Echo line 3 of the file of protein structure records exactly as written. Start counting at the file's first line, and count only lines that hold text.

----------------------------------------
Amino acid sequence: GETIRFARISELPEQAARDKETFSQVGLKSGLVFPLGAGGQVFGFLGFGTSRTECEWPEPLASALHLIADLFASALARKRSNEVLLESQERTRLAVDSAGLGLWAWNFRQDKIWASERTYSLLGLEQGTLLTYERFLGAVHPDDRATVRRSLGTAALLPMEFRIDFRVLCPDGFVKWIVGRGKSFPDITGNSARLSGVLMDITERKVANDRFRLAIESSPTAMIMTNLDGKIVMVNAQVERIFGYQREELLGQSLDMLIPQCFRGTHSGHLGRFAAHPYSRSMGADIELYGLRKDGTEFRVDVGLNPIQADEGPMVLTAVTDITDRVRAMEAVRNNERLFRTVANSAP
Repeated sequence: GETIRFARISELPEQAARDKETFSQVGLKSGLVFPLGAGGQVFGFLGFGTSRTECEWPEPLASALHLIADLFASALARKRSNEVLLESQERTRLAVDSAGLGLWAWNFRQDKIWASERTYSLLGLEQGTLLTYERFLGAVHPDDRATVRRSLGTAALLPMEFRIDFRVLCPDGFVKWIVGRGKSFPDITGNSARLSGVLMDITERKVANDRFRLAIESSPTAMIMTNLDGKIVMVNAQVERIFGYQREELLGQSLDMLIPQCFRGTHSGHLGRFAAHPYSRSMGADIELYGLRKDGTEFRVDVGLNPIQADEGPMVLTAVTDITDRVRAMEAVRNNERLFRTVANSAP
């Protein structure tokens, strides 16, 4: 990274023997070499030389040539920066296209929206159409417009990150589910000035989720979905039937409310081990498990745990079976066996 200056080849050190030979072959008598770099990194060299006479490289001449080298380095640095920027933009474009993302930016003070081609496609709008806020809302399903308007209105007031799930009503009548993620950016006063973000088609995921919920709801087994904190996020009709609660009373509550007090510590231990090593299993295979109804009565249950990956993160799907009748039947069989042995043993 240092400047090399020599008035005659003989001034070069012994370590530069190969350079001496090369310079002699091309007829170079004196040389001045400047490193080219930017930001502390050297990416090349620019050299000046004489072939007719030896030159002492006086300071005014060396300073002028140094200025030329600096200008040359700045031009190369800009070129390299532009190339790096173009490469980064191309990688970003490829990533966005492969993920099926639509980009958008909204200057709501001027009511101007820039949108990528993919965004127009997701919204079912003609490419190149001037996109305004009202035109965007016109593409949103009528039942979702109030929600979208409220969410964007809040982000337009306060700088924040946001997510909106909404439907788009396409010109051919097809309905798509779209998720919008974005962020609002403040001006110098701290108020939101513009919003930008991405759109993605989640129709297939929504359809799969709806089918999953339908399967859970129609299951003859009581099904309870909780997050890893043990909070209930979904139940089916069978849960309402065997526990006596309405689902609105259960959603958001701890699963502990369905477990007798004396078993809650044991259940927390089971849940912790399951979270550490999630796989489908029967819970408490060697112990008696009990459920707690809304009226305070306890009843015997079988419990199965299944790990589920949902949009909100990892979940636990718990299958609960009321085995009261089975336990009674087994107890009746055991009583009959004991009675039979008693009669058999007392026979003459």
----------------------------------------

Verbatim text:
């Protein structure tokens, strides 16, 4: 990274023997070499030389040539920066296209929206159409417009990150589910000035989720979905039937409310081990498990745990079976066996 200056080849050190030979072959008598770099990194060299006479490289001449080298380095640095920027933009474009993302930016003070081609496609709008806020809302399903308007209105007031799930009503009548993620950016006063973000088609995921919920709801087994904190996020009709609660009373509550007090510590231990090593299993295979109804009565249950990956993160799907009748039947069989042995043993 240092400047090399020599008035005659003989001034070069012994370590530069190969350079001496090369310079002699091309007829170079004196040389001045400047490193080219930017930001502390050297990416090349620019050299000046004489072939007719030896030159002492006086300071005014060396300073002028140094200025030329600096200008040359700045031009190369800009070129390299532009190339790096173009490469980064191309990688970003490829990533966005492969993920099926639509980009958008909204200057709501001027009511101007820039949108990528993919965004127009997701919204079912003609490419190149001037996109305004009202035109965007016109593409949103009528039942979702109030929600979208409220969410964007809040982000337009306060700088924040946001997510909106909404439907788009396409010109051919097809309905798509779209998720919008974005962020609002403040001006110098701290108020939101513009919003930008991405759109993605989640129709297939929504359809799969709806089918999953339908399967859970129609299951003859009581099904309870909780997050890893043990909070209930979904139940089916069978849960309402065997526990006596309405689902609105259960959603958001701890699963502990369905477990007798004396078993809650044991259940927390089971849940912790399951979270550490999630796989489908029967819970408490060697112990008696009990459920707690809304009226305070306890009843015997079988419990199965299944790990589920949902949009909100990892979940636990718990299958609960009321085995009261089975336990009674087994107890009746055991009583009959004991009675039979008693009669058999007392026979003459």